September 2018
Volume 18, Issue 10
Open Access
Vision Sciences Society Annual Meeting Abstract  |   September 2018
Saliency Map Classification Using Capsule-based CNNs
Author Affiliations
  • Michael Kleiman
    Florida Atlantic University
  • William Hahn
    Florida Atlantic University
  • Elan Barenholtz
    Florida Atlantic University
Journal of Vision September 2018, Vol.18, 1209. doi:10.1167/18.10.1209
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      Michael Kleiman, William Hahn, Elan Barenholtz; Saliency Map Classification Using Capsule-based CNNs. Journal of Vision 2018;18(10):1209. doi: 10.1167/18.10.1209.

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      © ARVO (1962-2015); The Authors (2016-present)

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Abstract

Inference of task based on eye movements, known as the inverse Yarbus process, is challenging. Previous approaches have used aggregate measures, such as mean fixation duration or saccade velocity as well as hand-selected areas of interest (AOIs), with classification accuracies above chance but with high loss rates. Here, we used Capsule-based Convolutional Neural Networks (CapsuleNets), a recently introduced modification of convolutional neural networks (CNNs), to identify a participant's task (counting objects vs aesthetic judgement) based only on saliency maps derived from raw eye fixation coordinate data. Traditional CNNs have been widely used for classification of visual data, including types of flowers or species of animals, and are highly accurate in many situations. CNNs function analogously to the human visual system, with highly sparse representations such as edges or patches leading to progressively more specified layers such as faces or noses, and ultimately followed by subject classification based on the activation of each layer. However, CNNs suffer from an inability to process spatial information, which restricts their utility for ambiguous or irregular images, or images where spatial information is especially important -- both of which are the case when discriminating between saliency maps of varying tasks. By introducing capsules, the neural network is able to utilize spatial locations of features such as a cluster of fixation points around an expected search target versus a more spread out cluster for a non-target. Results show that CapsuleNets improve accuracy rates and minimize loss for saliency map classification by up to 35% compared to traditional CNNs. This method of saliency map analysis provides a method for classification of eye movement data that is highly generalizable to different tasks and stimuli types.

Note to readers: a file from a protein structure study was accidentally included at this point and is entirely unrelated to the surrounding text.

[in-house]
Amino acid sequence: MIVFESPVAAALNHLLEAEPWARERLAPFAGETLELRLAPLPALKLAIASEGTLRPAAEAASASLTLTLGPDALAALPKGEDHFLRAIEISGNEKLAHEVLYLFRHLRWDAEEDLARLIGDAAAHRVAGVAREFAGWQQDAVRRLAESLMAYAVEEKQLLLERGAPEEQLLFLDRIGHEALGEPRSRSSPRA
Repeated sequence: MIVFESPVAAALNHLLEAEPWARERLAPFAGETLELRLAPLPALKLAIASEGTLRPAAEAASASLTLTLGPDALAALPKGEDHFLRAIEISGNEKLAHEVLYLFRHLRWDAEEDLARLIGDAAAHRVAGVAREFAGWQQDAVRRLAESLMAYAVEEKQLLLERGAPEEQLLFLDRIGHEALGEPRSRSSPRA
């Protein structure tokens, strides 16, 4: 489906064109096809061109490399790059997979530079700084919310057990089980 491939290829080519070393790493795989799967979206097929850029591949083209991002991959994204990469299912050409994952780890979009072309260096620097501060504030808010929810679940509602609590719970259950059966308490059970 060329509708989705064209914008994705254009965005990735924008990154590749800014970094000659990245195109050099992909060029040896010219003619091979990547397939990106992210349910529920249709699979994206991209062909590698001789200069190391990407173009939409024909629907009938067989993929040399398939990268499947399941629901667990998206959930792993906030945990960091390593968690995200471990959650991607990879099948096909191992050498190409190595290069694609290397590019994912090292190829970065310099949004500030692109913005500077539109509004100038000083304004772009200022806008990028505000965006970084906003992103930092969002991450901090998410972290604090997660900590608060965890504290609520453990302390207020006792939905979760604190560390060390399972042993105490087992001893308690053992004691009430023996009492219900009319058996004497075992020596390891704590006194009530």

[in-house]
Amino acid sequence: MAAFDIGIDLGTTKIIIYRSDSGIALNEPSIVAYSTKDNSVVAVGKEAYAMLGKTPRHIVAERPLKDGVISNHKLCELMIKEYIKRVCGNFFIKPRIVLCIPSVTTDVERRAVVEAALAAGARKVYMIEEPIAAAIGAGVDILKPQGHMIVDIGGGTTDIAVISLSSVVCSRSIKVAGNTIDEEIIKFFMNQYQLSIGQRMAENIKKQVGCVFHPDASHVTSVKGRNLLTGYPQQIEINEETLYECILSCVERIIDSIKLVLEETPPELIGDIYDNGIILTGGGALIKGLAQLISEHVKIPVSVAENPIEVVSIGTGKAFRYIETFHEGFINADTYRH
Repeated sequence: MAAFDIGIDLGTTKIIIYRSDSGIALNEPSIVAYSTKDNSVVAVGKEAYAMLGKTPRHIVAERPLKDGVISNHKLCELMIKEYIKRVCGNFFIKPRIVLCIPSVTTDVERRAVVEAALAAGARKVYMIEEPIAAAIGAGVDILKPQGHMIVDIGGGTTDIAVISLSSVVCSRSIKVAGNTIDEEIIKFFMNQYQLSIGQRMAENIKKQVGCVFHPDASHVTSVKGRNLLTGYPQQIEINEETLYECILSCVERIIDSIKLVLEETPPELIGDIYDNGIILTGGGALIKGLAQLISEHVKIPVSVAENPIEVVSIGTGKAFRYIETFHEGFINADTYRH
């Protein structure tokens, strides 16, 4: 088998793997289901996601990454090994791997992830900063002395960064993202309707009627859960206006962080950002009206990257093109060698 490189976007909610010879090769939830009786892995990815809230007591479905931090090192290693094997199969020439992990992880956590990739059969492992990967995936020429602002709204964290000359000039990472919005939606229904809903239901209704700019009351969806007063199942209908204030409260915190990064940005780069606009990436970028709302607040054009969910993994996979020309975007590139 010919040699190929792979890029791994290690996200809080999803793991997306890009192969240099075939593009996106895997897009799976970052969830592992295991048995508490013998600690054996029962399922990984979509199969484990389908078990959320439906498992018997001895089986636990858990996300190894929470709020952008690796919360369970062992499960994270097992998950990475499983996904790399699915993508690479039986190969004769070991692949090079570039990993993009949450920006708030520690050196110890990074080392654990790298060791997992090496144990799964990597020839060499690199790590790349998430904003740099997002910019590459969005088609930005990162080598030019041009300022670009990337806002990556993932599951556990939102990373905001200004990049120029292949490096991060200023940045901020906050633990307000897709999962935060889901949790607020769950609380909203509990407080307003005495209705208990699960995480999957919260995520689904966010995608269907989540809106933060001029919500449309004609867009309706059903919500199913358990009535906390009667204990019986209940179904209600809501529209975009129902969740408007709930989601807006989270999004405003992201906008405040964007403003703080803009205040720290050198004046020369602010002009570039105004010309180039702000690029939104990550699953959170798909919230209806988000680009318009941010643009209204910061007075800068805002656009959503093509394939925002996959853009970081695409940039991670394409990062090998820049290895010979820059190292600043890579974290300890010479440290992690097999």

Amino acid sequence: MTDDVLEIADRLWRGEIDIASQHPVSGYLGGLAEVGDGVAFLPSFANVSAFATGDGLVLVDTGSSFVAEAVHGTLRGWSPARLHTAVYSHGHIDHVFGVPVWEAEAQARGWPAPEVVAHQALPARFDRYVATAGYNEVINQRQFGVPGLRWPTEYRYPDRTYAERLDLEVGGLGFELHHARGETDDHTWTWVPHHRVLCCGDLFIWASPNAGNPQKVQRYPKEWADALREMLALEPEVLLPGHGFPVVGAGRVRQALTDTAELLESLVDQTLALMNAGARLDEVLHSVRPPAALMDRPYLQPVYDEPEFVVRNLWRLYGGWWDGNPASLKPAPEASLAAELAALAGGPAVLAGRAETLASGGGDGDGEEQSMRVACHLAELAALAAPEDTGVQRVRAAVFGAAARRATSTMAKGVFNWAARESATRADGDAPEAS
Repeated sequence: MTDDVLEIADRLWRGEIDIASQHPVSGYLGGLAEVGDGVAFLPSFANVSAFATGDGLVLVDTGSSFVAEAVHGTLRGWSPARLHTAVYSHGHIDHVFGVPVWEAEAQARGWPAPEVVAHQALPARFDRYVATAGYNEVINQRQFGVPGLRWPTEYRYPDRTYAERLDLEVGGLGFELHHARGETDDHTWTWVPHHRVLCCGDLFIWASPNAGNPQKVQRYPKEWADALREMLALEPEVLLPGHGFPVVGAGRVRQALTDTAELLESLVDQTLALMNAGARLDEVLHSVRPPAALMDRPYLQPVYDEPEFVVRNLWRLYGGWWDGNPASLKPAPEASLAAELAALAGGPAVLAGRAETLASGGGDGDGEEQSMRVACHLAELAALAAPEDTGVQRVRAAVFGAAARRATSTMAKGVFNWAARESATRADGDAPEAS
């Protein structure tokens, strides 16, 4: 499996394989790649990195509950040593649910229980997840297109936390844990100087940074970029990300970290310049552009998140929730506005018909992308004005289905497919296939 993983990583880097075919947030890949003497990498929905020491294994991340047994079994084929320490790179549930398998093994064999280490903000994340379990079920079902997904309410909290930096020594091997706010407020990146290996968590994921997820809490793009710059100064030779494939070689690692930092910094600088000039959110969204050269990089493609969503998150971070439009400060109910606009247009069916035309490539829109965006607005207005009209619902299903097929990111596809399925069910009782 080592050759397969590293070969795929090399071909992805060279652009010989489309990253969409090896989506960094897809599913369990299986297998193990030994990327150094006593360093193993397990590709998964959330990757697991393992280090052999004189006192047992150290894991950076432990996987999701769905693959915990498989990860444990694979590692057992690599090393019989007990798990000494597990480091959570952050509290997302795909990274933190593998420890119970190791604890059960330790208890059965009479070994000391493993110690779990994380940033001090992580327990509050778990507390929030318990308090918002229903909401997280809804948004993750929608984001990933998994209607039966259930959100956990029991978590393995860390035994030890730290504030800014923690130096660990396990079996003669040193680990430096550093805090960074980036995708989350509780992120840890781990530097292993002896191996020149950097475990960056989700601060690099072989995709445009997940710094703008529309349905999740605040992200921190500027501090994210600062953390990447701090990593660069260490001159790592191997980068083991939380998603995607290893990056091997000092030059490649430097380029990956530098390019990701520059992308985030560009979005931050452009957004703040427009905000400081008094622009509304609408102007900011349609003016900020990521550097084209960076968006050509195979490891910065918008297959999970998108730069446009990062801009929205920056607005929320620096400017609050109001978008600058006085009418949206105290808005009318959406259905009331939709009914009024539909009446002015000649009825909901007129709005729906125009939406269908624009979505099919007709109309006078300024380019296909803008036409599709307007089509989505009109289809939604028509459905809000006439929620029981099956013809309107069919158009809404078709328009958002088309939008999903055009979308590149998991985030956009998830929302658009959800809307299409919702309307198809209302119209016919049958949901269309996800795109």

Meeting abstract presented at VSS 2018

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